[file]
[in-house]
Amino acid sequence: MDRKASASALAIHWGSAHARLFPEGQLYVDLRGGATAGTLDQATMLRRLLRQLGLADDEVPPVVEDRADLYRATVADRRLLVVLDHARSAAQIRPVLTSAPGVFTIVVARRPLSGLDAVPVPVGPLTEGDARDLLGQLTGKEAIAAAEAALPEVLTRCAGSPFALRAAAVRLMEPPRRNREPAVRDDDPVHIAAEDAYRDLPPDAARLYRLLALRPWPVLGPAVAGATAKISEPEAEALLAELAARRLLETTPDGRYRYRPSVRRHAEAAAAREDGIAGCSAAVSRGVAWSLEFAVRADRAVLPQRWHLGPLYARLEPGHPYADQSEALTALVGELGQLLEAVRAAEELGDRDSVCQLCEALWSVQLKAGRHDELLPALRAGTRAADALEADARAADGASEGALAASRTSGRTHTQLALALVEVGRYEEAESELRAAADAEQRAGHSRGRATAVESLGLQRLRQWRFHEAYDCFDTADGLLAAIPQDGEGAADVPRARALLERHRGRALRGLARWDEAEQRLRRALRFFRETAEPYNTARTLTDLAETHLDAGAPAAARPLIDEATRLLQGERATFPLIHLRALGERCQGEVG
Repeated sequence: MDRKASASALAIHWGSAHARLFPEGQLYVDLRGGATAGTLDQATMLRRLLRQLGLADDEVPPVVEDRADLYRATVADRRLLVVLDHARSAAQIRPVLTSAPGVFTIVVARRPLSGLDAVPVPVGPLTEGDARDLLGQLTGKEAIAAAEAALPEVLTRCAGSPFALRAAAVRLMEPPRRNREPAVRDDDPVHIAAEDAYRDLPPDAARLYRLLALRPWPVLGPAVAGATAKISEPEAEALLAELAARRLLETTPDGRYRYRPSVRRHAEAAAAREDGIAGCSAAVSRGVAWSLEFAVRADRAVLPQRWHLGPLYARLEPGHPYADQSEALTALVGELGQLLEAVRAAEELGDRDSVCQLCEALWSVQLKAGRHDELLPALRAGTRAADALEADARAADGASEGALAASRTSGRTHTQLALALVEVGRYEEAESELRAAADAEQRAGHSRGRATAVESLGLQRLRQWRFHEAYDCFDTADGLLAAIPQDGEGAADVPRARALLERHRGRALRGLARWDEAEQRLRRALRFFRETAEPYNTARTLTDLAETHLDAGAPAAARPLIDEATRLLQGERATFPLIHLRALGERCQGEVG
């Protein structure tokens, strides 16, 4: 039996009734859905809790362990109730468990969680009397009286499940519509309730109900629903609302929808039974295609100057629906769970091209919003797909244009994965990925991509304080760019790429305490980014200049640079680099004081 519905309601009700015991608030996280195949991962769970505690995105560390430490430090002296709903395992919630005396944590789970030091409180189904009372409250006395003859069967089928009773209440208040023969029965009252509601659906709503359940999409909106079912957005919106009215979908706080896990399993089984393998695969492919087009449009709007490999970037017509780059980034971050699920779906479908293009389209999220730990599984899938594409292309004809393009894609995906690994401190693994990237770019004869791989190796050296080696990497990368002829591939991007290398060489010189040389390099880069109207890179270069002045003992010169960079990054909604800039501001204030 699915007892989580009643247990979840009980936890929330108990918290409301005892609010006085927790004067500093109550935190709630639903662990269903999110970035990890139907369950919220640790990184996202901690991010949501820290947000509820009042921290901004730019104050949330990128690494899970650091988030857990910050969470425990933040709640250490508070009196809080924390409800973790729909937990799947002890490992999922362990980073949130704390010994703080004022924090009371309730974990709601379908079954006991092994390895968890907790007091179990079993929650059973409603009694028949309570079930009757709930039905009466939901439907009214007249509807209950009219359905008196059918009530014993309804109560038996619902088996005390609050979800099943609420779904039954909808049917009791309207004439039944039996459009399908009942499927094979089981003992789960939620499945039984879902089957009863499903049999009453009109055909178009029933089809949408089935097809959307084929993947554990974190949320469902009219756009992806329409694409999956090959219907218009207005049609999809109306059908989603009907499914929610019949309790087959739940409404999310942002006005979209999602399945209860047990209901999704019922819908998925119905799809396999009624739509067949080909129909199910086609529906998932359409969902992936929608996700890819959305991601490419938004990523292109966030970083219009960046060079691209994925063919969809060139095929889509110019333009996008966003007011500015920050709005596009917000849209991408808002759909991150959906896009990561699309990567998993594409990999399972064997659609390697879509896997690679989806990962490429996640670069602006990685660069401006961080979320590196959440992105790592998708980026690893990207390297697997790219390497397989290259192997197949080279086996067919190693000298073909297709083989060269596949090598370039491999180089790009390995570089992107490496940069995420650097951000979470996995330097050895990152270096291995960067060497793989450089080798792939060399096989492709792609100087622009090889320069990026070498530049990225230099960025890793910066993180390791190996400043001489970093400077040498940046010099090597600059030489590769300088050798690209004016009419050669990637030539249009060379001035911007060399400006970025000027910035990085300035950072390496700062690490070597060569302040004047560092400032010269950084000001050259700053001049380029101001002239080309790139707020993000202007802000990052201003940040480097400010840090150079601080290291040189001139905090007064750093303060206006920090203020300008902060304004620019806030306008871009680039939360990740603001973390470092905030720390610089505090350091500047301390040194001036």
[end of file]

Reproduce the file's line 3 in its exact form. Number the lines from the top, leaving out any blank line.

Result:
Repeated sequence: MDRKASASALAIHWGSAHARLFPEGQLYVDLRGGATAGTLDQATMLRRLLRQLGLADDEVPPVVEDRADLYRATVADRRLLVVLDHARSAAQIRPVLTSAPGVFTIVVARRPLSGLDAVPVPVGPLTEGDARDLLGQLTGKEAIAAAEAALPEVLTRCAGSPFALRAAAVRLMEPPRRNREPAVRDDDPVHIAAEDAYRDLPPDAARLYRLLALRPWPVLGPAVAGATAKISEPEAEALLAELAARRLLETTPDGRYRYRPSVRRHAEAAAAREDGIAGCSAAVSRGVAWSLEFAVRADRAVLPQRWHLGPLYARLEPGHPYADQSEALTALVGELGQLLEAVRAAEELGDRDSVCQLCEALWSVQLKAGRHDELLPALRAGTRAADALEADARAADGASEGALAASRTSGRTHTQLALALVEVGRYEEAESELRAAADAEQRAGHSRGRATAVESLGLQRLRQWRFHEAYDCFDTADGLLAAIPQDGEGAADVPRARALLERHRGRALRGLARWDEAEQRLRRALRFFRETAEPYNTARTLTDLAETHLDAGAPAAARPLIDEATRLLQGERATFPLIHLRALGERCQGEVG